“I thought you said that global warming wouldn’t be a problem,” said the frequent reader of this crusading blog.
“That’s right,” reply I. “Global warming won’t be a problem. The Earth has warmed up a lot more in times past, and the effects were salubrious, particularly where agriculture was concerned.”
It’s a fact that modern civilization began about 10,000 years ago when mankind evolved from the hunter/gatherer lifestyle to the more sedentary agricultural mode. It is no coincidence that the Holocene Climate Optimum began at about the same time, and that for several thousand years the Earth was as warm, and usually warmer, than today.
Also not coincidental: the intervening warm periods following the Holocene Optimum - the Roman Warm Period of roughly 2,000 years ago, and the Medieval Warm Period of 1,000 years ago – were periods of rapid human progress sandwiched between colder periods characterized by stagnation and even civil regression.
These colder periods – the Dark Ages about 1,500 years ago, and the Little Ice Age of more recent vintage – were times of crop failures and famine; bubonic plague, influenza, typhus, and cholera pandemics; and terrible weather including violent storms, blizzards, and enormous floods.
So today we’re told by the United Nations and other panels of climate “experts” that global warming will cause starvation.
Why would it do that?
According to the experts, global warming will cause storms and floods. I guess these experts haven’t looked at historical records and found that storms and floods were more frequent, more powerful, and relatively more damaging during cold periods than warm.
Also overlooked in their zeal, famine was much more widespread and deadly during colder rather than warmer periods.
So was disease.
However, if you look into the roots of current concerns about starvation, you will see that they really are caused by global warming. Sort of.
Global warming alarmists convinced many that burning fossil fuels will cause warming through the greenhouse effect. These concerns caused frantic searches for alternatives to fossil fuels, which unfortunately gave rise to such abominations as ethanol and biofuels.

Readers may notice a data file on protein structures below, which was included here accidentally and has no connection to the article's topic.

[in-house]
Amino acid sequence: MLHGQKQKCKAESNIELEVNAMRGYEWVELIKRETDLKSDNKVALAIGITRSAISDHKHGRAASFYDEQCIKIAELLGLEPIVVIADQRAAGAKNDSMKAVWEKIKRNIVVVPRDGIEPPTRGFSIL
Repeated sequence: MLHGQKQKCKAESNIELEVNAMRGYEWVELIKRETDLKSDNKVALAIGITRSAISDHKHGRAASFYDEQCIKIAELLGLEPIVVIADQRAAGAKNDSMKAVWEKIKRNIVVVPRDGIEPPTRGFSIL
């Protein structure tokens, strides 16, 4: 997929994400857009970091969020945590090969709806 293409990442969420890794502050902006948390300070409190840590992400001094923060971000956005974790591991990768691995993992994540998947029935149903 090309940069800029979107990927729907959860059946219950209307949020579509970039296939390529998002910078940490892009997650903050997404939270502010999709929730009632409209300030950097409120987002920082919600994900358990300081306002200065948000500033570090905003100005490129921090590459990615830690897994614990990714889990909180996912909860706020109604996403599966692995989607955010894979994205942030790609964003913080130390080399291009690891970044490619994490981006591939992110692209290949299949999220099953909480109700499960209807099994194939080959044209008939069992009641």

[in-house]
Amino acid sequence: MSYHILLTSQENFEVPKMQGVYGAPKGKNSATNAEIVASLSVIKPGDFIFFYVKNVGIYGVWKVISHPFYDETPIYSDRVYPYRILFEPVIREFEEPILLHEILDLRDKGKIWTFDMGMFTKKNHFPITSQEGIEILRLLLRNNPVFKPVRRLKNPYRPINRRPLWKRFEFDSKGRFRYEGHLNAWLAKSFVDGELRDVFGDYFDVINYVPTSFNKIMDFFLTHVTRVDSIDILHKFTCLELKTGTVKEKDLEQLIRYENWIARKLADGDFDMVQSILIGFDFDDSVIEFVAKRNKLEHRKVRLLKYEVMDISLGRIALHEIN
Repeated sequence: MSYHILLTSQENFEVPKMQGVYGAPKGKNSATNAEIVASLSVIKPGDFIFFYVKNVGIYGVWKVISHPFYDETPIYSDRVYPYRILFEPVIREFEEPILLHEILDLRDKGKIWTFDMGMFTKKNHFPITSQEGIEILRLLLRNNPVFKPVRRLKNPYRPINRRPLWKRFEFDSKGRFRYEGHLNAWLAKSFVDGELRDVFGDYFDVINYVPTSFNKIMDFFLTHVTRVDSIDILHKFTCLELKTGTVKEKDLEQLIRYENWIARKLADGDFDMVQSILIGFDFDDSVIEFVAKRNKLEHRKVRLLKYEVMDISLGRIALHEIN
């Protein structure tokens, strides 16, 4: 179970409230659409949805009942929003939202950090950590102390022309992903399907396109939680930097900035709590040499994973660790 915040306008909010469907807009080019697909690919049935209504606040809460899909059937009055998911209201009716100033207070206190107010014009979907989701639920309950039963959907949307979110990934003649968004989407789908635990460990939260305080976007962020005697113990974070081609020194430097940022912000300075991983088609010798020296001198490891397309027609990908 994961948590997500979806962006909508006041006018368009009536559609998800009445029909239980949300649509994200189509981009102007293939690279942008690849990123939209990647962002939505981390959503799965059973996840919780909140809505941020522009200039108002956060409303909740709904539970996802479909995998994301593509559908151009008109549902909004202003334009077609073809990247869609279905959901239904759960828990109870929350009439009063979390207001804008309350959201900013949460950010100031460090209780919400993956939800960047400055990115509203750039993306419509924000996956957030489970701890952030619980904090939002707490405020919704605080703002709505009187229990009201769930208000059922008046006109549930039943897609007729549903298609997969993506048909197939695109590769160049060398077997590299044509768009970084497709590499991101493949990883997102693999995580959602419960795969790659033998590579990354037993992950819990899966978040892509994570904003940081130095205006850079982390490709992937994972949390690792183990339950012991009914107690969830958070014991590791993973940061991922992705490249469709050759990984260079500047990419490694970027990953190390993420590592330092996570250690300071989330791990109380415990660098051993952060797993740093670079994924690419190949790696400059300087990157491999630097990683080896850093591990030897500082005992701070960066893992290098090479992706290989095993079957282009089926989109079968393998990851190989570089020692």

What are the sources of these alternative fuels?
What are the primary sources of food?
See a problem?
Of course, there is another threat to the poor’s food supply.
Prosperity in developing nations is fueled by energy consumption.
Prosperous people consume more meat.
Livestock compete for the same agricultural products as the poor, and so do ethanol and bio-fuels.
The poor basically are left with two choices.
2) Or consume more energy and become more prosperous.
Global warming alarmists want less energy consumption, not more. In particular, they want developed nations to drastically reduce their energy consumption below current levels to the levels of an earlier period, a period when there were far fewer people, and far less energy gobbling high-technology industries.
In other words, to a time when there was naturally lower energy needs.
That’s like asking the parents of four children to cut back their food consumption and reduce their family car size to what it was when they only had two, and when the two were much smaller.
So, for the sake of discussion, the developed nations make the cuts.
However, so far only Germany and Great Britain have been able to cut hydrocarbon emissions, Germany because they got rid of old inefficient East German plants, and Great Britain substituted North Sea natural gas for their old coal-burning generators. It was like “found money.” They would have made these emission cuts even if Kyoto never happened.
But anyway, the developed nations will cut emissions, and thereby eviscerate their economies.
Only Al Gore and his Merry Band of Benighted Environmentalists are trying to sell energy cuts as painless and not as sacrifices.
Although I’m sure they know better. Big Al may sound dumb, but he’s smarter than he looks. And he’s fooling a lot of people who think they’re smart.
The big developing nations – China, India, and Brazil - will continue their rapid economic development fueled by prodigious energy consumption and increased emissions.
The undeveloped nations will stay poor and their people starve, because their source of markets and capital, the developed nations, have slashed their economies and dried up the options for poor nations to grow theirs.
So the poor now have two choices.
Which would you choose?
And where are they going?
Does anyone want to guess?